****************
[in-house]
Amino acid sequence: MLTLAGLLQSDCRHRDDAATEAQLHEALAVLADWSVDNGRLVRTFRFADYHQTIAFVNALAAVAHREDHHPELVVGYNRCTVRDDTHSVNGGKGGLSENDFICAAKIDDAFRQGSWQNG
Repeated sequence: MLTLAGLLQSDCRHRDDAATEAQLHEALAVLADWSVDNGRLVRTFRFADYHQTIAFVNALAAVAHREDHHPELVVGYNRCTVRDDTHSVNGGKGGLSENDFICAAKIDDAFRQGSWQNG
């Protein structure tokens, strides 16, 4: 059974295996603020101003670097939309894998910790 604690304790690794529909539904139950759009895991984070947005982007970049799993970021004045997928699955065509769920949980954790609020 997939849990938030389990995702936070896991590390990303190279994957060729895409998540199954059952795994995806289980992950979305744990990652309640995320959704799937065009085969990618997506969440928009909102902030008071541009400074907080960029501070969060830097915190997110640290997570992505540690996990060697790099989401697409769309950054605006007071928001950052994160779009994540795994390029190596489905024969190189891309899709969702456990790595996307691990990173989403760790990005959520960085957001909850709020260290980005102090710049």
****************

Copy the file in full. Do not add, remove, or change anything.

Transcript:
[in-house]
Amino acid sequence: MLTLAGLLQSDCRHRDDAATEAQLHEALAVLADWSVDNGRLVRTFRFADYHQTIAFVNALAAVAHREDHHPELVVGYNRCTVRDDTHSVNGGKGGLSENDFICAAKIDDAFRQGSWQNG
Repeated sequence: MLTLAGLLQSDCRHRDDAATEAQLHEALAVLADWSVDNGRLVRTFRFADYHQTIAFVNALAAVAHREDHHPELVVGYNRCTVRDDTHSVNGGKGGLSENDFICAAKIDDAFRQGSWQNG
């Protein structure tokens, strides 16, 4: 059974295996603020101003670097939309894998910790 604690304790690794529909539904139950759009895991984070947005982007970049799993970021004045997928699955065509769920949980954790609020 997939849990938030389990995702936070896991590390990303190279994957060729895409998540199954059952795994995806289980992950979305744990990652309640995320959704799937065009085969990618997506969440928009909102902030008071541009400074907080960029501070969060830097915190997110640290997570992505540690996990060697790099989401697409769309950054605006007071928001950052994160779009994540795994390029190596489905024969190189891309899709969702456990790595996307691990990173989403760790990005959520960085957001909850709020260290980005102090710049």